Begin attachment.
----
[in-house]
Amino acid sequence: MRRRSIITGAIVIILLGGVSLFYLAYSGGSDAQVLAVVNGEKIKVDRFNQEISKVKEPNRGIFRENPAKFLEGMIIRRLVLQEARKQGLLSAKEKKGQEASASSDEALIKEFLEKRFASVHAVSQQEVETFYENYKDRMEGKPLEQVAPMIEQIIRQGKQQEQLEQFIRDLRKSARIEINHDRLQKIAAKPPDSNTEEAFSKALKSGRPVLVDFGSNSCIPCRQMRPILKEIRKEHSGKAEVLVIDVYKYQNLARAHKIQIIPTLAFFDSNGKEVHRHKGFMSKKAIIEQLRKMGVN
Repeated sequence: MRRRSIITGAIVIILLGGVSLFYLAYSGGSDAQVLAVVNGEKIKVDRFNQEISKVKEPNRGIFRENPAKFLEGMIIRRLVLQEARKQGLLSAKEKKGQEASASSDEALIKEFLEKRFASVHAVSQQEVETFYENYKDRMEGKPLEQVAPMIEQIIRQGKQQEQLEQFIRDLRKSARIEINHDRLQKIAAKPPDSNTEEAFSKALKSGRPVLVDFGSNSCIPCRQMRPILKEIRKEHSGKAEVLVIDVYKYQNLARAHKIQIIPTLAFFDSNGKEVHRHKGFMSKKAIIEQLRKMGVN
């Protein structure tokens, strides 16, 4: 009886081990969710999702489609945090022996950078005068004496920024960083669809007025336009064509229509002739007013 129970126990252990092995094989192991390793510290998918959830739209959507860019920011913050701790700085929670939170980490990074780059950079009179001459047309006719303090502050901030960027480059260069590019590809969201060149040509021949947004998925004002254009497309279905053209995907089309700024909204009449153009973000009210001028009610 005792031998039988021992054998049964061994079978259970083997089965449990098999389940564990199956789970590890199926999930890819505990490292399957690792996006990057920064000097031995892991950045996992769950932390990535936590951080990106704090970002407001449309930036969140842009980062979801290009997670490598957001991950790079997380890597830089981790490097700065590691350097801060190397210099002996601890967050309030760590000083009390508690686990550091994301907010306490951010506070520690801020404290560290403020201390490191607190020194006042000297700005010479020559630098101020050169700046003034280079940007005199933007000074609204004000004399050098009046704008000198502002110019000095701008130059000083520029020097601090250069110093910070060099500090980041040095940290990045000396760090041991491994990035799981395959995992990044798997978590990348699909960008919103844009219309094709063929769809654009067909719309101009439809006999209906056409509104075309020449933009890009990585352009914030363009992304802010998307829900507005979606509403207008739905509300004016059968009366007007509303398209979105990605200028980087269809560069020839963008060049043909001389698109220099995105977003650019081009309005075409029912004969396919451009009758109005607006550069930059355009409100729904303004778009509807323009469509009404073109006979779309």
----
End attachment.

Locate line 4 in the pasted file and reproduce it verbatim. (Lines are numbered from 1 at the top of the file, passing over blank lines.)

């Protein structure tokens, strides 16, 4: 009886081990969710999702489609945090022996950078005068004496920024960083669809007025336009064509229509002739007013 129970126990252990092995094989192991390793510290998918959830739209959507860019920011913050701790700085929670939170980490990074780059950079009179001459047309006719303090502050901030960027480059260069590019590809969201060149040509021949947004998925004002254009497309279905053209995907089309700024909204009449153009973000009210001028009610 005792031998039988021992054998049964061994079978259970083997089965449990098999389940564990199956789970590890199926999930890819505990490292399957690792996006990057920064000097031995892991950045996992769950932390990535936590951080990106704090970002407001449309930036969140842009980062979801290009997670490598957001991950790079997380890597830089981790490097700065590691350097801060190397210099002996601890967050309030760590000083009390508690686990550091994301907010306490951010506070520690801020404290560290403020201390490191607190020194006042000297700005010479020559630098101020050169700046003034280079940007005199933007000074609204004000004399050098009046704008000198502002110019000095701008130059000083520029020097601090250069110093910070060099500090980041040095940290990045000396760090041991491994990035799981395959995992990044798997978590990348699909960008919103844009219309094709063929769809654009067909719309101009439809006999209906056409509104075309020449933009890009990585352009914030363009992304802010998307829900507005979606509403207008739905509300004016059968009366007007509303398209979105990605200028980087269809560069020839963008060049043909001389698109220099995105977003650019081009309005075409029912004969396919451009009758109005607006550069930059355009409100729904303004778009509807323009469509009404073109006979779309």